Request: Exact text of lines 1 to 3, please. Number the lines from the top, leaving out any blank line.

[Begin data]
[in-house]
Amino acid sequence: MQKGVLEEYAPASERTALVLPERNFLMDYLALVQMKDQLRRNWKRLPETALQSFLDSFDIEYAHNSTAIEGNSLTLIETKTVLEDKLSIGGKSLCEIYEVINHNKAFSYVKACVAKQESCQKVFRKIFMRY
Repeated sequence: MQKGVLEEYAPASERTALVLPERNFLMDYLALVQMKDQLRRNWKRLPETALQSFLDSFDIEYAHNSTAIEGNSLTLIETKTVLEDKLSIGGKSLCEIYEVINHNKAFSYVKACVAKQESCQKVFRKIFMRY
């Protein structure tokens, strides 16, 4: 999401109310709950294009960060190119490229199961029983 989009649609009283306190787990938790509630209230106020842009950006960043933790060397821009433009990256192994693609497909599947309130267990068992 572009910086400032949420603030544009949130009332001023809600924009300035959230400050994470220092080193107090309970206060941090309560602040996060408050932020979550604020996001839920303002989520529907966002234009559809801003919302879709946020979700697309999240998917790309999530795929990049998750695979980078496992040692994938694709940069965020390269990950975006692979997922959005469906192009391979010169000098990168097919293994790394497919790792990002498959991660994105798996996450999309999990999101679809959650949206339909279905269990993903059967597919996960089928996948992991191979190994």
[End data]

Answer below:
[in-house]
Amino acid sequence: MQKGVLEEYAPASERTALVLPERNFLMDYLALVQMKDQLRRNWKRLPETALQSFLDSFDIEYAHNSTAIEGNSLTLIETKTVLEDKLSIGGKSLCEIYEVINHNKAFSYVKACVAKQESCQKVFRKIFMRY
Repeated sequence: MQKGVLEEYAPASERTALVLPERNFLMDYLALVQMKDQLRRNWKRLPETALQSFLDSFDIEYAHNSTAIEGNSLTLIETKTVLEDKLSIGGKSLCEIYEVINHNKAFSYVKACVAKQESCQKVFRKIFMRY